Do we have to fix neighborhoods to get better education for poor kids? Let’s hope not. There’s strong evidence that better neighborhoods don’t improve educational outcomes if the better neighborhoods don’t also have better schools. Roland Fryer and Lawrence Katz write about the evidence in a paper in the newest American Economic Review Papers & Proceedings. (Katz also talks about the evidence in his Society of Labor Economics Presidential address.)
A federal government experiment between 1994 and 1998 (“Moving to Opportunity”) randomly chose poor families living in public housing in high-poverty neighborhoods to receive a housing voucher that let them move to much better neighborhoods. Fryer and Katz follow-up on the differences the vouchers made after a decade or more. Those who moved did end up in much lower poverty neighborhoods, poverty rates dropped roughly from 53 percent to 34 percent. There were good results from the move in terms of health and self-assessed well-being. (See Ludwig et. al.) So in important ways the better neighborhoods improved lives of poor people.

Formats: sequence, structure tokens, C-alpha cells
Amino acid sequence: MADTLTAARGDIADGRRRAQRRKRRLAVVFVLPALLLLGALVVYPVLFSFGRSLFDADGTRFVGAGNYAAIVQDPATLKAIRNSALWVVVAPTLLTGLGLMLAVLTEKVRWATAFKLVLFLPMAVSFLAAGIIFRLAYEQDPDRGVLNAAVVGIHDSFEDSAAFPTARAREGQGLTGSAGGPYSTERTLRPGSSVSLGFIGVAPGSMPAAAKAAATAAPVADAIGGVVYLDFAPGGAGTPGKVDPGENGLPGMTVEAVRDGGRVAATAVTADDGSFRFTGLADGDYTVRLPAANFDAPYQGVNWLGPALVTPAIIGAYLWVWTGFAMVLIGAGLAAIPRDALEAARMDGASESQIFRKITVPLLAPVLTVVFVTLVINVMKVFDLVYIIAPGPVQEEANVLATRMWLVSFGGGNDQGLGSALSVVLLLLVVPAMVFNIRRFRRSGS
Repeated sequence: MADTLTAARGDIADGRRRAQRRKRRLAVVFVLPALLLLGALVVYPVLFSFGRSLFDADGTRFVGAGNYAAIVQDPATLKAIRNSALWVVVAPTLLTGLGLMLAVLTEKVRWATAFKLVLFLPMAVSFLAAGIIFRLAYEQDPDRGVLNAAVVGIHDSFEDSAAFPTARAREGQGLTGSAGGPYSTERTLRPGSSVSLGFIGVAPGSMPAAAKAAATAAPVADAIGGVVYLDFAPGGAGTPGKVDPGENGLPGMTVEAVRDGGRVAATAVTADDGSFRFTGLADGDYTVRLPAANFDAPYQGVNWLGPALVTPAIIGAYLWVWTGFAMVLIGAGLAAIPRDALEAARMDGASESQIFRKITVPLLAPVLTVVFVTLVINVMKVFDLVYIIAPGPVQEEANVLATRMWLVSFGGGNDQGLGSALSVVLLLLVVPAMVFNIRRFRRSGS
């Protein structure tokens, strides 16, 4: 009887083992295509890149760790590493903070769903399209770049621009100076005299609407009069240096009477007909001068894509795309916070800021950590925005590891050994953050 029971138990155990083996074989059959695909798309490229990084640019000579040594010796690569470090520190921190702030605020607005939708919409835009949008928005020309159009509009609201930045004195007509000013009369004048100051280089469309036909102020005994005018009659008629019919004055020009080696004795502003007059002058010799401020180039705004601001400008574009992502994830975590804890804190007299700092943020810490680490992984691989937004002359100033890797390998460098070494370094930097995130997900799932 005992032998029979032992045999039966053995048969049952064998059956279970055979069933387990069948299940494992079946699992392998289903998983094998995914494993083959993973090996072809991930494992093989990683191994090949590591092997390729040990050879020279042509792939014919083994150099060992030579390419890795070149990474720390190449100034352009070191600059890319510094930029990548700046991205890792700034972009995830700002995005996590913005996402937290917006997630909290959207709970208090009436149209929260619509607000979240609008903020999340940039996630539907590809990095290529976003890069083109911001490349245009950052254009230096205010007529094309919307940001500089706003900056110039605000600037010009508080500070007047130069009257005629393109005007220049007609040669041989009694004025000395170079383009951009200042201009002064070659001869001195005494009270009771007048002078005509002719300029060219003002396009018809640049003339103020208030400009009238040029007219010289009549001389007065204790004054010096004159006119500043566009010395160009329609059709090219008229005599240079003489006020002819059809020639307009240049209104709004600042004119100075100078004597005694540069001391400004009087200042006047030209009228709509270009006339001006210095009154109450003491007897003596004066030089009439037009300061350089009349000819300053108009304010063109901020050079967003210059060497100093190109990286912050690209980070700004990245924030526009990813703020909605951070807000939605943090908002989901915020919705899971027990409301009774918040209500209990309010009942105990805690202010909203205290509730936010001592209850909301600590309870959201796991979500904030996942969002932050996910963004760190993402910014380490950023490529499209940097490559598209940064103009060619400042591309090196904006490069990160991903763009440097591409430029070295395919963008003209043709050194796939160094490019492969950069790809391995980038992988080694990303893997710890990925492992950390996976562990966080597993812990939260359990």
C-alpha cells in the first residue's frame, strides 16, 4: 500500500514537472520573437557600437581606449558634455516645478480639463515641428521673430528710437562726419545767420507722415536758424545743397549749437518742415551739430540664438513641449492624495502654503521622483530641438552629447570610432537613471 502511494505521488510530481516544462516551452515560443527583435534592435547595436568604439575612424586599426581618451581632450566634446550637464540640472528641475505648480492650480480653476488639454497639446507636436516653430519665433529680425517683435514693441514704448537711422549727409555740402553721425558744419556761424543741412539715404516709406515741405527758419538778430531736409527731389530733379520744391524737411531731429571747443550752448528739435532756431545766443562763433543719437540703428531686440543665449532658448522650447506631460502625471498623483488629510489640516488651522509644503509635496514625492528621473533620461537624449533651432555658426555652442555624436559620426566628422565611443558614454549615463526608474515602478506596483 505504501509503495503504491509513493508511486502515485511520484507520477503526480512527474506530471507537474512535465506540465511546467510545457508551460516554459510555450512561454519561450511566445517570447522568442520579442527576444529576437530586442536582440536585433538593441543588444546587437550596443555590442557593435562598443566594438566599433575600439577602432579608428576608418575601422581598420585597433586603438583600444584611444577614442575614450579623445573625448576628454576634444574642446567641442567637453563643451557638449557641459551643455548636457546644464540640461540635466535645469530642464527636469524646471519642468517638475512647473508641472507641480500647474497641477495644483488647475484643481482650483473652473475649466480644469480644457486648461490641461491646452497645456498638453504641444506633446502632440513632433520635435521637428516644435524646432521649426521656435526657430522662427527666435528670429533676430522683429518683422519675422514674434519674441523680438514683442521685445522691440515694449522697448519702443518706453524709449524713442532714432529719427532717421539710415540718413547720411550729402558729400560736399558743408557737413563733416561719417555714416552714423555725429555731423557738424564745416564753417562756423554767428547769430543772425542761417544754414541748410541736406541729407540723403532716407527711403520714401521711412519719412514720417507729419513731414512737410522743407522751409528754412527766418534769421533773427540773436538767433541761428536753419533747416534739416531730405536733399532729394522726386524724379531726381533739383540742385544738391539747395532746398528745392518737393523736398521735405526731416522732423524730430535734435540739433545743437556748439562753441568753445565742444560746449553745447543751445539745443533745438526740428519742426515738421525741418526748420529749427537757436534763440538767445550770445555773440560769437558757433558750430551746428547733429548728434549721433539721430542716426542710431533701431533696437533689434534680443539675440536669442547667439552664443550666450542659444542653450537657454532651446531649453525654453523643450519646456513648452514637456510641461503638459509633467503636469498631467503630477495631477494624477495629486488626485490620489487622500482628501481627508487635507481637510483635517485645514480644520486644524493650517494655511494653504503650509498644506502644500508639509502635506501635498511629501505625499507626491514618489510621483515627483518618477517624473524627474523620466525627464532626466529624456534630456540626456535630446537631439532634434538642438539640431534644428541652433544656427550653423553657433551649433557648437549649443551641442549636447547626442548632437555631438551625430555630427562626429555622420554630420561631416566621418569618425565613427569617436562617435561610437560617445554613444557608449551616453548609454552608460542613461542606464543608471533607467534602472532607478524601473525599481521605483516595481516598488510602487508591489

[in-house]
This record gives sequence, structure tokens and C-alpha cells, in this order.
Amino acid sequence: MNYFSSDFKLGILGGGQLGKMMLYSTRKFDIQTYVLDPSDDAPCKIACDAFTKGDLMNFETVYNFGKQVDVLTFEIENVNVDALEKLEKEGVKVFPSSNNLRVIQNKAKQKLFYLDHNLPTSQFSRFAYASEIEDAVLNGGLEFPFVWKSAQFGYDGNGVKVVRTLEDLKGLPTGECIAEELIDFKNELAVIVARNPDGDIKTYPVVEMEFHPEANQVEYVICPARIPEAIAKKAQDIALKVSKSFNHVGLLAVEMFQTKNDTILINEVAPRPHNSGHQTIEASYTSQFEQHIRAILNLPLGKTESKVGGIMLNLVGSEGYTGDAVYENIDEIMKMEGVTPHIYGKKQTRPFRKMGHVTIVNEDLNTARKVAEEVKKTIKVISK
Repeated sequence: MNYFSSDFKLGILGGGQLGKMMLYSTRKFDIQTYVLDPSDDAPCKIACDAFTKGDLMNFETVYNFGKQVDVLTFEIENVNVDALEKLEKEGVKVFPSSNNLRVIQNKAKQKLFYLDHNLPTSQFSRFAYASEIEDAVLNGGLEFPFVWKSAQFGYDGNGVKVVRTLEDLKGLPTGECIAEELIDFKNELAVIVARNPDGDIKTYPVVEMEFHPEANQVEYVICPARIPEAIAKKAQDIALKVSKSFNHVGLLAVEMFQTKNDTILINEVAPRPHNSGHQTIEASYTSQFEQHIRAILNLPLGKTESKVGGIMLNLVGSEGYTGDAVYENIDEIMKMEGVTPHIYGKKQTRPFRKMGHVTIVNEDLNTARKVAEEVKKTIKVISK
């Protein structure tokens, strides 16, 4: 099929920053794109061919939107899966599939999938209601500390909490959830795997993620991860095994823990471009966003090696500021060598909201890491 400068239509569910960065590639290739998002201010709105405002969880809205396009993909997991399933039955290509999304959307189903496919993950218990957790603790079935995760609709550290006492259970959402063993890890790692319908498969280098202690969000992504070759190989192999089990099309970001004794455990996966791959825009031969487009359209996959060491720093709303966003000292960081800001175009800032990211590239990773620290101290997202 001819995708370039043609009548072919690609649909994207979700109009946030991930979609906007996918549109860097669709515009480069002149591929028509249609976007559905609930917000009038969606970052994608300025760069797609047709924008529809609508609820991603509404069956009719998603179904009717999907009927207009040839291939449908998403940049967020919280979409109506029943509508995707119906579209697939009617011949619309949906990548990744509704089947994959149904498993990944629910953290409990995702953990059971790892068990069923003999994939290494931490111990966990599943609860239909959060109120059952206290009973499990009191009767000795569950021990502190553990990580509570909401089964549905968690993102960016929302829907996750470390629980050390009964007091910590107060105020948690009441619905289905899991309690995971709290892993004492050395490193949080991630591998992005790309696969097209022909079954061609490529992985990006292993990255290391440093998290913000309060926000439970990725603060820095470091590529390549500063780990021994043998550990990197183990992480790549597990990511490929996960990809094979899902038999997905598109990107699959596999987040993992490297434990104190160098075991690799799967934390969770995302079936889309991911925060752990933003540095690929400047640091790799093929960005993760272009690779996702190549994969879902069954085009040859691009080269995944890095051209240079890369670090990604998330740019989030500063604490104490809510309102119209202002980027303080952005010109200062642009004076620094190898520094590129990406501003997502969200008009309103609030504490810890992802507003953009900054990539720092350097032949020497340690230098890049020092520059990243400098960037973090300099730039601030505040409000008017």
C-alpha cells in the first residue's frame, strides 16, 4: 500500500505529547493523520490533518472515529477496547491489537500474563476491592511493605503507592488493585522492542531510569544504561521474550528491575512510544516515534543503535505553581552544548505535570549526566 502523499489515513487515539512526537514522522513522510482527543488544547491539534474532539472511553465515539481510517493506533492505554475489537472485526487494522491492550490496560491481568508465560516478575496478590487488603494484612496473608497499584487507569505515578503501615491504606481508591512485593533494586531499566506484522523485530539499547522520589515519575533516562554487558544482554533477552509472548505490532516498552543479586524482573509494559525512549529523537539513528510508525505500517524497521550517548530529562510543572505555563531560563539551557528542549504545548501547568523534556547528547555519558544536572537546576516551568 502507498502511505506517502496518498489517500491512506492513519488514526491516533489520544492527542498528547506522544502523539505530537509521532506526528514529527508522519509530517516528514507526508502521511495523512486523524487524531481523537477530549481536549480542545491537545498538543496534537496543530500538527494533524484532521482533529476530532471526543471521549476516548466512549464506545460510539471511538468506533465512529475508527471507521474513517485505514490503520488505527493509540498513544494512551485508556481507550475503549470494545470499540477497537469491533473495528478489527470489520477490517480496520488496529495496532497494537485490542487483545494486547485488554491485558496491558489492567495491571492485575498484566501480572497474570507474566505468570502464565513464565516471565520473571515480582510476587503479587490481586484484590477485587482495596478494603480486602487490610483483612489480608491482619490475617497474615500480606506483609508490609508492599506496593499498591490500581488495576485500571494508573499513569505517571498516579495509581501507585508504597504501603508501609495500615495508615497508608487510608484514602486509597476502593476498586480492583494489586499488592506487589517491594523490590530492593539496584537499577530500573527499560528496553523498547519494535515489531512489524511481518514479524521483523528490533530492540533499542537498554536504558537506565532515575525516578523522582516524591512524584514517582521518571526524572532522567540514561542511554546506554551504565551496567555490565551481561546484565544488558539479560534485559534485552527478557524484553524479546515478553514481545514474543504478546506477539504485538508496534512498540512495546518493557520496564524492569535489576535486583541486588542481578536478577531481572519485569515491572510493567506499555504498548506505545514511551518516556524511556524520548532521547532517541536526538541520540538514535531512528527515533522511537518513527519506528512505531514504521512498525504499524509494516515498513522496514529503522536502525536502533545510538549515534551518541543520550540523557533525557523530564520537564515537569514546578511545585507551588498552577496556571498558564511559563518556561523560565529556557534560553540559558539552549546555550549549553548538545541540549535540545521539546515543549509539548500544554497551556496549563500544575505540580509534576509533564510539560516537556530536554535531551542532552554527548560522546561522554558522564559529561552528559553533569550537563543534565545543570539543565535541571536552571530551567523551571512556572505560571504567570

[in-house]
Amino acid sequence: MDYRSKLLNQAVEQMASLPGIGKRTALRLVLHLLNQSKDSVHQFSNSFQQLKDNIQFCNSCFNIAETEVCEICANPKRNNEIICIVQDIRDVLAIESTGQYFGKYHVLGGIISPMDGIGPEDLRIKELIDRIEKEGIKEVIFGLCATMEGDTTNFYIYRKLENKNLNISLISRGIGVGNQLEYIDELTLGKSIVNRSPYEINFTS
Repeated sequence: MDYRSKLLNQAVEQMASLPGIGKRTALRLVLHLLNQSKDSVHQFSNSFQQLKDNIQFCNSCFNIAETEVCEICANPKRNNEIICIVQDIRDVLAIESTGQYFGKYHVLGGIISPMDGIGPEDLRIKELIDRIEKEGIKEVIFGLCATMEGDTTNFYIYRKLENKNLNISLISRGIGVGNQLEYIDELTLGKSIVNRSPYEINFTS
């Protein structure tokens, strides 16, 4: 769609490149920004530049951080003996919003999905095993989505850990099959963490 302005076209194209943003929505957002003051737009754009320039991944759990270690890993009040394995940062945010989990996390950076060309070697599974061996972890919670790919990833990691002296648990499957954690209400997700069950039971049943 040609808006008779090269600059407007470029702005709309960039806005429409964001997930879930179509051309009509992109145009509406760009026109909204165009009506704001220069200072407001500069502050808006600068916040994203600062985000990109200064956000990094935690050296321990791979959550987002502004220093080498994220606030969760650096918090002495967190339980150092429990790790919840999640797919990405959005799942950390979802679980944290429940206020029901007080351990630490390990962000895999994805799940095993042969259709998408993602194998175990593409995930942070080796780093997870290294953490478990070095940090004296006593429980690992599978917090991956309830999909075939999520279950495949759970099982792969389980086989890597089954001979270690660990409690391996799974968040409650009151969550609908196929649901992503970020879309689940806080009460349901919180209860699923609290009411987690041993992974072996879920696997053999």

But schools weren’t much different in the new neighborhoods. Average test scores in the new schools were only three percentile points higher and free or reduced-price lunch participation fell by only four percentage points. So what happened to education with better neighborhoods but the same-old kind of schools?
Academic achievement? Educational attainment? Essentially zip. Nothing improved. And this includes kids who grew up in the better neighborhoods, not just those who moved after starting school.
Very discouraging news for those who think that if only we can fix neighborhoods our educational problems will be taken care of too.